Here, in Saudi Arabia, the variety of dates is mind numbing - in the most wonderful way.  There are many stores dedicated to dates and grocery stores have special sections for dates and date related treats (date maamouls, dates covered in honey and sesame seeds, chocolate covered dates, etc.).  Lucky for us in the Kingdom, fresh dates are now in season.  We are still going through our first box of fresh dates that we bought a few weeks ago from a man selling them out of the back of his truck in our neighborhood.

Fresh dates are a unique experience.  Look at the photograph of the lovely box of dates.  See the ones that are half yellow and half brown? Those are the very special ones.  The brown part is sweet and melt-in-your-moth soft.  Tastes like a dried date, but more so, like date X 1000.  The yellowish portion is surprisingly crunchy and tart.  At first, we were put off by the combination and would only go for the all brown, sweet dates.  Do not worry, we eventually saw the error in our ways and tried the half sweet/half raw dates again.  The texture and flavor combination is one that we have never had before and we fell in love with them.  Now we only have all sweet dates left in the box because we ate all the half-and-half dates up.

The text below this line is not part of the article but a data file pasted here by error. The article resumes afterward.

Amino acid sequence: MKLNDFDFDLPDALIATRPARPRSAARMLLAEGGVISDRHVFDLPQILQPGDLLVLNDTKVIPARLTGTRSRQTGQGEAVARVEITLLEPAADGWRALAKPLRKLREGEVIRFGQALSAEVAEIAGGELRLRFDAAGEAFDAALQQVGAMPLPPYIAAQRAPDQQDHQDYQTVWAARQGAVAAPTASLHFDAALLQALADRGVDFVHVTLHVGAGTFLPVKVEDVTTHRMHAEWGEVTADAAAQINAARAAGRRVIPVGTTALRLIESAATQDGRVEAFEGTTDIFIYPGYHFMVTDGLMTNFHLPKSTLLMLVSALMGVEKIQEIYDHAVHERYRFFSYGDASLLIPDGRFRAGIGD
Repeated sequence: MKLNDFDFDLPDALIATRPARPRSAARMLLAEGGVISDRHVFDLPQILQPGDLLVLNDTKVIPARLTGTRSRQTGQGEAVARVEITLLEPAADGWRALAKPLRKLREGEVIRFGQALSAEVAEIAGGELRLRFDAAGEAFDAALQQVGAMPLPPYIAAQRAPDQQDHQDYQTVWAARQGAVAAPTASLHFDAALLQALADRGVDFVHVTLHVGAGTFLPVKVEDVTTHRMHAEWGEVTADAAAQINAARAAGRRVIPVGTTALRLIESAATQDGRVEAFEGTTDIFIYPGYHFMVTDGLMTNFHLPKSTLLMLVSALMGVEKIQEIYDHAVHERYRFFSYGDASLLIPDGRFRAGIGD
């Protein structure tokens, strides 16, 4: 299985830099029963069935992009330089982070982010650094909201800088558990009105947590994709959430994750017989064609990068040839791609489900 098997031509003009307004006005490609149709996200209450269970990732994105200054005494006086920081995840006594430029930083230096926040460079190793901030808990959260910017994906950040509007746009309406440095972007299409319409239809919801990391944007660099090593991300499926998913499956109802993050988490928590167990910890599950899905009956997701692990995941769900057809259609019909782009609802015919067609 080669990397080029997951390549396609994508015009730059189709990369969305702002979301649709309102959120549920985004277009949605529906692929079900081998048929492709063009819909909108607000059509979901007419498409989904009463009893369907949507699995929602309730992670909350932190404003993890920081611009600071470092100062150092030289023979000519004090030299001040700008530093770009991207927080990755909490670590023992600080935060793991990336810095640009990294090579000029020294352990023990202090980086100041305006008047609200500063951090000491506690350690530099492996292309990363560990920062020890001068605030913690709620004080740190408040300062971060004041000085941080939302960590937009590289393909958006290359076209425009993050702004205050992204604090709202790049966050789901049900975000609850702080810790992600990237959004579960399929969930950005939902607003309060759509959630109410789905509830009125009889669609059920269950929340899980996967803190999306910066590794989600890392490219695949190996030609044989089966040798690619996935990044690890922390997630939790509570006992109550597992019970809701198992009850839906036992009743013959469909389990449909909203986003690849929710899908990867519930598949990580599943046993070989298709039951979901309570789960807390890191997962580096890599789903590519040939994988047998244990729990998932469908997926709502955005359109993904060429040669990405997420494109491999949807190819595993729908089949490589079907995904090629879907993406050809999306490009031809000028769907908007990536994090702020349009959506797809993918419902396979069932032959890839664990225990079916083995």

Eating fresh dates with qawah is a treat, especially after fasting all day. But with such a big box, we wanted to do more.  Inspired by our trips to Shields, we've been experimenting with different date shakes - some with yogurt, some with various types of non-dairy milks, and some with vanilla ice cream.  So far, the vanilla ice cream version is the winner.

Thursday, August 12, 2010

Just Say No to Frozen Veggie Burgers

I've been a vegetarian (ok, a reluctant pescetarian) for 20 years. At first, I was completely appalled by the idea of eating any type of "fake" meat. Why would anyone choose to eat fake meat and be a vegetarian? If I wanted the taste of meat, I'd rather have the real thing. Well, as time went on, I went to the dark side and indulged in all sorts of things found in the frozen food isle and refrigerated sections - "bacon", "hot dogs", and "burgers" were the ones most purchased.  The funny thing is, these were items that I didn't eat much of even when I was a meat eater. It started out with the kitsch factor, and then it was about convenience.